Trish said...

Ohhh, I just skimmed your review because I'll be reading this one next month for the Non-Fiction Five challenge. My husband just finished it last night at 4 in the morning! Glad you recommend it.

LisaMM said...

I haven't read a Grisham book in years, but this one sounds incredible, so it's going on my list. Thanks!

Becca said...

Trish: I hope you stop back and tell us what you thought of it once you finish.

Lisa: I hadn't read one in a few years myself, which is why I picked this one up. I hate to admit it, but I didn't even know this was non-fiction when I ordered it from the library. At least it turned out to be a good one. I hope you enjoy it :-)

Barbara's Journey Toward Justice said...

Thought you may be interested in this from my blog.
DA Bill Peterson Suing The Innocent Man Dennis Fritz For Emotional Distress

Dennis Fritz, who wrote the book, "Journey Toward Justice", is named as a defendant in a libel lawsuit along with , John Grisham, author of "The Innocent Man", Robert Mayer, author of "The Dreams of Ada", and all their publishers, and New York City attorney Barry Scheck, Fritz's former lawyer who once represented Fritz and is co-director of The Innocence Project. With the aid of Barry Scheck and irrefutable DNA evidence, Dennis Fritz and Ron Williamson were exonerated in 1999.

Pontotoc County District Attorney Bill Peterson and Gary Rogers, a former agent for the Oklahoma State Bureau of Investigation filed the libel lawsuit.

The lawsuit, seeks at least $75,000 compensation and demands a jury trial. Peterson and Rogers were instrumental in the conviction of Ron Williamson and Dennis Fritz in the murder of Debbie Sue Carter in Ada, Oklahoma in 1982.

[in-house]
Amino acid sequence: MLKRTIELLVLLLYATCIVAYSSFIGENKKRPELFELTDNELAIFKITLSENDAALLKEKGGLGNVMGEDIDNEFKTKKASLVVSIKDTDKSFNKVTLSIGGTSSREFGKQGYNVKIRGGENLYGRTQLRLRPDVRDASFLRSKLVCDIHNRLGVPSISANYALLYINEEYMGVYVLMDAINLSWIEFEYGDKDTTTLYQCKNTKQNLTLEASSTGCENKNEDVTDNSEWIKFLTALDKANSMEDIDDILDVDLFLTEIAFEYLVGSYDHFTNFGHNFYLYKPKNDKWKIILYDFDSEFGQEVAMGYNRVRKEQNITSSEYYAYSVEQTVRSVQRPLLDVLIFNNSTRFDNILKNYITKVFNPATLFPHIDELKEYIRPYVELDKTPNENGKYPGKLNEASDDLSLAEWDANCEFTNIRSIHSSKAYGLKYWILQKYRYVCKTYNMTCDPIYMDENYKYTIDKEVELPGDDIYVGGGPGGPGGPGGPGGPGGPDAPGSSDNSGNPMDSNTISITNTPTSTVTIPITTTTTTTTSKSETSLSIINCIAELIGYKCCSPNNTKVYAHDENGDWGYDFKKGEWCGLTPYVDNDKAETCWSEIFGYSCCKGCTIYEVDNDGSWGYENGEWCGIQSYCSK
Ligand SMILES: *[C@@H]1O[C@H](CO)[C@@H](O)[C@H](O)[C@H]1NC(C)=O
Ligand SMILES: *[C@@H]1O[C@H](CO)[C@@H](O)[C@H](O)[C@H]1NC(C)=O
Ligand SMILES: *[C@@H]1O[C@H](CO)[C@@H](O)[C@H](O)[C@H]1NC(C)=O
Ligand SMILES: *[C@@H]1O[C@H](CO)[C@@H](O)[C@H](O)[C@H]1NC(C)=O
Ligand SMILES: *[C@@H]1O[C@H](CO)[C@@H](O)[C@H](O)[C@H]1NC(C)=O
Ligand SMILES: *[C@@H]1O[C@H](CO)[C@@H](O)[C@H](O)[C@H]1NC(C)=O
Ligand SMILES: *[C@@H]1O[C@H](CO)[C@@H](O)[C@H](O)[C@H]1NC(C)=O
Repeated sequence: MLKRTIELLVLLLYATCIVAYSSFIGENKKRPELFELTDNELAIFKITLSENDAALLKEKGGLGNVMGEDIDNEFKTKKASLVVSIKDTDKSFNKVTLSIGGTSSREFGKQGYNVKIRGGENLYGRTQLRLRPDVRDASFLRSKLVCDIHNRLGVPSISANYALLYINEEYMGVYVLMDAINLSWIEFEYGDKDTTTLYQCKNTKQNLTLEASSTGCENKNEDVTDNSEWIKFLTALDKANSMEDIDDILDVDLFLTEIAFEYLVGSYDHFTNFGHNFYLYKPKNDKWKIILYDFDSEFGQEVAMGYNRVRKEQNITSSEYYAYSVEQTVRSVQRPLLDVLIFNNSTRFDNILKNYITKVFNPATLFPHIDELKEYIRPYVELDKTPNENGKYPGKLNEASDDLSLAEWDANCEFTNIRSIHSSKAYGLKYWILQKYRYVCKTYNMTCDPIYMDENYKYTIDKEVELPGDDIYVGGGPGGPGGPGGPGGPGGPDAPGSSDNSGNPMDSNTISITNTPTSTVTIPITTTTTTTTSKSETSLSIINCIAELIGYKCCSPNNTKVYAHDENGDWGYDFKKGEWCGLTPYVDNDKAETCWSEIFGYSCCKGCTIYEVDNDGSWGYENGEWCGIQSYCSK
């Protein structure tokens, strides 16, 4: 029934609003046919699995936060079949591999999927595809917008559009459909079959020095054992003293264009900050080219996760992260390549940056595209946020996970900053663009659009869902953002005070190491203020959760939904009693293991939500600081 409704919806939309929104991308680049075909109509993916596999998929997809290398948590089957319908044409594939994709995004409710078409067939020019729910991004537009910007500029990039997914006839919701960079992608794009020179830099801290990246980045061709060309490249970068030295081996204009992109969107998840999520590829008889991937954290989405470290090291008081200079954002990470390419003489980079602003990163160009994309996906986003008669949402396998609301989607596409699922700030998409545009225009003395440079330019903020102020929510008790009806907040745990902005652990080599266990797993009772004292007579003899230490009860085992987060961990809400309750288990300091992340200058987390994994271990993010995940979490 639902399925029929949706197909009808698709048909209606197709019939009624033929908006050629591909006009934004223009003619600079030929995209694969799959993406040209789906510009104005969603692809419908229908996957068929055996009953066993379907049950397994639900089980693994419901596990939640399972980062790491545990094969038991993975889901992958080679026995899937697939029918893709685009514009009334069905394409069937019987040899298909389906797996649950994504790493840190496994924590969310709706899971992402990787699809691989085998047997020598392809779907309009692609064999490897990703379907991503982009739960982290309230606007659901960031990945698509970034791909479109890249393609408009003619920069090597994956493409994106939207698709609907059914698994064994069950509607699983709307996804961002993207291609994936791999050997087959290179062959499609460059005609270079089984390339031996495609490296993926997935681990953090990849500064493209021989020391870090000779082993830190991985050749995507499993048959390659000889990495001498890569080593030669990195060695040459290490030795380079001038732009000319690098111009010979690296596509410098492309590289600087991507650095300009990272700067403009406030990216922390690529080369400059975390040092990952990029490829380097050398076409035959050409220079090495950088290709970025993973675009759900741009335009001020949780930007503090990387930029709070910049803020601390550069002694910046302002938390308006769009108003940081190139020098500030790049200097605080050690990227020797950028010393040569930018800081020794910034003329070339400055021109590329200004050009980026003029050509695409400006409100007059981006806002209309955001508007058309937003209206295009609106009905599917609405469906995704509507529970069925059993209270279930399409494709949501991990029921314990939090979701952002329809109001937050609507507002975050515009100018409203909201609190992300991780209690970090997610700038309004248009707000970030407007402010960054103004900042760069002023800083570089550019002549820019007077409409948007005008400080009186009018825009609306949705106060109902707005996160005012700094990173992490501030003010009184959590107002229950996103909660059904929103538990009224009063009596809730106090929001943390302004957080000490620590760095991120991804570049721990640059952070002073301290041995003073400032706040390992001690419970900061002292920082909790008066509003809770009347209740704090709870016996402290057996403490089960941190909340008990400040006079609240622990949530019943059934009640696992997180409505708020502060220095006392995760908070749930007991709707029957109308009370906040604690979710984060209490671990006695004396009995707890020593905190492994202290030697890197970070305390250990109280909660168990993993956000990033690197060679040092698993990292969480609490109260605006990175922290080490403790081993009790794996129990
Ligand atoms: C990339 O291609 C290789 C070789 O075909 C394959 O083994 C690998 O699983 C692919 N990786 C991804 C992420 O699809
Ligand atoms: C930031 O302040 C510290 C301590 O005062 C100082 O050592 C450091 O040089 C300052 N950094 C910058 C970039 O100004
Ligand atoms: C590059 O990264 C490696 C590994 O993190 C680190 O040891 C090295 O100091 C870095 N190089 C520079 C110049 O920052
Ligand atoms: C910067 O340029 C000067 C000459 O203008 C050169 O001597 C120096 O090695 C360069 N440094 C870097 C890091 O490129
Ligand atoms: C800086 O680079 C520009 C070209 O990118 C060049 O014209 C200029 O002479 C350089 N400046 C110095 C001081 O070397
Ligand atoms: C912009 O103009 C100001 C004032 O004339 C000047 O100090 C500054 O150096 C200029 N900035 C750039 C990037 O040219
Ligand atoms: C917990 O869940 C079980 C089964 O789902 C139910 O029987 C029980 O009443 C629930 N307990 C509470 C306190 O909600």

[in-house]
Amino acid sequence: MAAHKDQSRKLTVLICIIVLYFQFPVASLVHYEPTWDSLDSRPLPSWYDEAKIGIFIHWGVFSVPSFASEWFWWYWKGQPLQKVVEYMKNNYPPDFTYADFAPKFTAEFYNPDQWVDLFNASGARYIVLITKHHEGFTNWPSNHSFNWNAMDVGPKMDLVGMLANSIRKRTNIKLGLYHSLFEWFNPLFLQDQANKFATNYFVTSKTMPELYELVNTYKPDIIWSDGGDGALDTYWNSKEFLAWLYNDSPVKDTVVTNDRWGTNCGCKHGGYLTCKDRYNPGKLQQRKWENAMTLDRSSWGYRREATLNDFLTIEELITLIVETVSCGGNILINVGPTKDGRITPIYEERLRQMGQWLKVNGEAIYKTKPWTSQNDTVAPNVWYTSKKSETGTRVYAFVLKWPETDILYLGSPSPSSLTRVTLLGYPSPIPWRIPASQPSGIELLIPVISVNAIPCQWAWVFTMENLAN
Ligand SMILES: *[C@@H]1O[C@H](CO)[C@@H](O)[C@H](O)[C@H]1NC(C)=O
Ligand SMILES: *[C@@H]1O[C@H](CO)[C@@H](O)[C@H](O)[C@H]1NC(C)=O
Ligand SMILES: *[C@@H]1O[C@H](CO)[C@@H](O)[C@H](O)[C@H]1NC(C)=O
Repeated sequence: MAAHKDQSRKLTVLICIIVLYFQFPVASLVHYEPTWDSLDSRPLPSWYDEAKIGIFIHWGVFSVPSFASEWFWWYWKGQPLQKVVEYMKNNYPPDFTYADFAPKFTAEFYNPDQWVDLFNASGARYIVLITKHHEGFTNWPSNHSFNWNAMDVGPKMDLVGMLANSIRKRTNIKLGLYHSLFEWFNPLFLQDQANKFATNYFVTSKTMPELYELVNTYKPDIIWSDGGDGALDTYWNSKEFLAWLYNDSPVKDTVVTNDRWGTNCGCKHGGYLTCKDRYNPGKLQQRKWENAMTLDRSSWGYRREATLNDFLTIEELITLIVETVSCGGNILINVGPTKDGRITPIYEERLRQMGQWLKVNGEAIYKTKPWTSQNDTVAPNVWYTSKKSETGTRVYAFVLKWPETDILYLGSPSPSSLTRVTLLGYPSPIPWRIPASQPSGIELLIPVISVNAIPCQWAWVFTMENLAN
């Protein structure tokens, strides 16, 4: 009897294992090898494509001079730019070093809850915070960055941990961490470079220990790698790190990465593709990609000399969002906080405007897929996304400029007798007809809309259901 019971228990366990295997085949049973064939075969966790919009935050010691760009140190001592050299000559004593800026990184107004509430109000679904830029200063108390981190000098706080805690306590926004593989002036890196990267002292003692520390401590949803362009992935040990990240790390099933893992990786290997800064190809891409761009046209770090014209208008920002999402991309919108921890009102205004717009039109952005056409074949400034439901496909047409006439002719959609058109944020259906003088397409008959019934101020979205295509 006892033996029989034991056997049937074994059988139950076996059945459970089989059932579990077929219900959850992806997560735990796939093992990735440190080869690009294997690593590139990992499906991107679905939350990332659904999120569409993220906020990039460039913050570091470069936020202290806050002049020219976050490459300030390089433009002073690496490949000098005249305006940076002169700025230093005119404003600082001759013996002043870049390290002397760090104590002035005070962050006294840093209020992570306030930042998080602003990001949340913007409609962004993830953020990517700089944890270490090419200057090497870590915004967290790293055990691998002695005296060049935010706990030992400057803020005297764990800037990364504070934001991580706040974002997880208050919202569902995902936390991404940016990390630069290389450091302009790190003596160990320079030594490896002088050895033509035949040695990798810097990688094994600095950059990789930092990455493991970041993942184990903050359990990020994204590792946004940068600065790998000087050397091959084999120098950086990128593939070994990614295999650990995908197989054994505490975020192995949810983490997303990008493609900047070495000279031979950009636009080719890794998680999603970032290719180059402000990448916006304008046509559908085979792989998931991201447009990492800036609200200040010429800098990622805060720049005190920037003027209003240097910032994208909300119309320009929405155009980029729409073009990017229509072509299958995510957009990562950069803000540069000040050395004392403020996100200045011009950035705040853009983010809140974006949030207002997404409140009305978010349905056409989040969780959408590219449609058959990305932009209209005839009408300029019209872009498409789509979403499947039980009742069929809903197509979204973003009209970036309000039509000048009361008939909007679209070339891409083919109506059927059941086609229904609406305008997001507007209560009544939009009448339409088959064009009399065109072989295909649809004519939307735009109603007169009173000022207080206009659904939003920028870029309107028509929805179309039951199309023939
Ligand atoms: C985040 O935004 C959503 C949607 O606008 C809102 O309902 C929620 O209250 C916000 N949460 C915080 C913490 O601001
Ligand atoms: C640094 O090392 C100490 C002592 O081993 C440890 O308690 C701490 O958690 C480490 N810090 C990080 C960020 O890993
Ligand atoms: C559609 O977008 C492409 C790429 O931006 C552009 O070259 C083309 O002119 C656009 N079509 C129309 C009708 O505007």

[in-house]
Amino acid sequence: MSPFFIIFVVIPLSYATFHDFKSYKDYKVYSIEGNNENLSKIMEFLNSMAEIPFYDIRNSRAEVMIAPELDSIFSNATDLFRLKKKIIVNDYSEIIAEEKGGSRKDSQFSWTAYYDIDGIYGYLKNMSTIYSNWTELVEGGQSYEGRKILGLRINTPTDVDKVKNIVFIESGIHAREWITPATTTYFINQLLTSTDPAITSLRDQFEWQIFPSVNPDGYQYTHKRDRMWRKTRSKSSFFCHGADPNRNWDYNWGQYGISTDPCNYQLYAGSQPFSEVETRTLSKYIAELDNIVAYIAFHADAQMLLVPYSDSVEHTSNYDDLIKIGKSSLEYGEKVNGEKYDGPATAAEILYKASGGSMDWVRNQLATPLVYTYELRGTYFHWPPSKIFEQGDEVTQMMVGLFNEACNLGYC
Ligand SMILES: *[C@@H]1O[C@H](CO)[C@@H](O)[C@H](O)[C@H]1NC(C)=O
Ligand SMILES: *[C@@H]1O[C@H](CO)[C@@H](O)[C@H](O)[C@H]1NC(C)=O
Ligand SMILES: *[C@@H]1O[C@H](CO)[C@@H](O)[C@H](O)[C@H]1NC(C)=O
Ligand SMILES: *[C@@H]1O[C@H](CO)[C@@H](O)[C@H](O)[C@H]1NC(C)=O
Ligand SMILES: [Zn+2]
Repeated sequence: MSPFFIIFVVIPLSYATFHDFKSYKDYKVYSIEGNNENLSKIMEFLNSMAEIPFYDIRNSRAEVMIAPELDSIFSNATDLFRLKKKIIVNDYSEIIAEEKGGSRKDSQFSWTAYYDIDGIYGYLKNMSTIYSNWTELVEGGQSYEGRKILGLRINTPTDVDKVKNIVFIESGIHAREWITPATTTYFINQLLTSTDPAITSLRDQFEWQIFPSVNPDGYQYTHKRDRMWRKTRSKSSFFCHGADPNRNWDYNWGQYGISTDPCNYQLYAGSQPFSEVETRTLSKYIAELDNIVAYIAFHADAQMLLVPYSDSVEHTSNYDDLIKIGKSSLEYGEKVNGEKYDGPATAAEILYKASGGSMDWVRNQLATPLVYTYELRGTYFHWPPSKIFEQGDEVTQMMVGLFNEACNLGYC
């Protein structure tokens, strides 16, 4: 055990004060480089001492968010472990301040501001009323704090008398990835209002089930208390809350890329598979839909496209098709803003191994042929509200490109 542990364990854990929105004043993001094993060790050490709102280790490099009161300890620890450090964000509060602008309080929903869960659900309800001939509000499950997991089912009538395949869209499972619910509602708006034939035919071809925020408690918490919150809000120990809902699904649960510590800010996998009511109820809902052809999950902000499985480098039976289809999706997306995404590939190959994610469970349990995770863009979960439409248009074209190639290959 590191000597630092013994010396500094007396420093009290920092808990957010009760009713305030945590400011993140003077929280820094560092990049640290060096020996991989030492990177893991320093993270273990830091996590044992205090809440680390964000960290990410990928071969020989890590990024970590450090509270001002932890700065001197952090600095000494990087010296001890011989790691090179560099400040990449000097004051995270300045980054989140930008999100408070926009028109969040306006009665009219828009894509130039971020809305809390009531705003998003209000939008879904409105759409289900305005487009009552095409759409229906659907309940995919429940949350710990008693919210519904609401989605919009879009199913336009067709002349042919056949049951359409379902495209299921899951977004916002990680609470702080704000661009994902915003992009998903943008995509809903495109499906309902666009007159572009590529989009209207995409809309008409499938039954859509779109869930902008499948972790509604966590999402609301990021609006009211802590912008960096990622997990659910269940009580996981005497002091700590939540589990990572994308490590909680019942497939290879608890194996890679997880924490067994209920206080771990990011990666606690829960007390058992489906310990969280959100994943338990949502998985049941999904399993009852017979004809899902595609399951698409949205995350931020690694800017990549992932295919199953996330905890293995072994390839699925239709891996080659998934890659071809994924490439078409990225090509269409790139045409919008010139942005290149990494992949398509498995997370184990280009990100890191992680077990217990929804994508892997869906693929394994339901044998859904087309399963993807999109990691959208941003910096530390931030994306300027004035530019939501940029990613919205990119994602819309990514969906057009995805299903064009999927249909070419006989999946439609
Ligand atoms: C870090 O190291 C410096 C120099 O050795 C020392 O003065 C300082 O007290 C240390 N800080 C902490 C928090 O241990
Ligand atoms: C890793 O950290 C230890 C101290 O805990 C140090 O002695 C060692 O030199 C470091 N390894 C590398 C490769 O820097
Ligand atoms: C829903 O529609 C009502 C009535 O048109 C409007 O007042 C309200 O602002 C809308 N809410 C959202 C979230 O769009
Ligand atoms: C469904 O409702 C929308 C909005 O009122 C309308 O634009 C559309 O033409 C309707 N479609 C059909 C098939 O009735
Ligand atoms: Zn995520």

The conviction was later overturned on DNA evidence pursued by the Innocence Project, which Scheck heads, Dennis Fritz was wrongfully convicted of a crime he did not commit and spent 12 years in prison. Part of the lawsuit claims the defendants conspired to commit libel against the plaintiffs, generate publicity for self interest by placing them in a false light and intentionally inflicting emotional distress upon them.

So... Prosecutor with the help of Gary Rogers sent 2 innocent men, Dennis Fritz and Ron Williamson to prison for 12 years. Both Innocent men freed by DNA evaluation of crime scene evidence. Innocent man, Dennis Fritz writes book about his experiences. Prosecutor and Gary Rogers sue the innocent man they wrongfully sent to prison and Prosecutor and Rogers sue for intentionally inflicting emotional distress upon them. Only in America Folks...

Becca said...

Barbara: Wow! I can't believe that guy's suing. It's not even like he lost his job or anything. As of the writing of the book he was STILL the DA in that town. I guess he figures if he wins the case, he'll have some consolation; a way of saying, "See I wasn't wrong." Unbelievable.

Angilaz said...


Becca said...

Oh Angela. What am I ever going to do with you?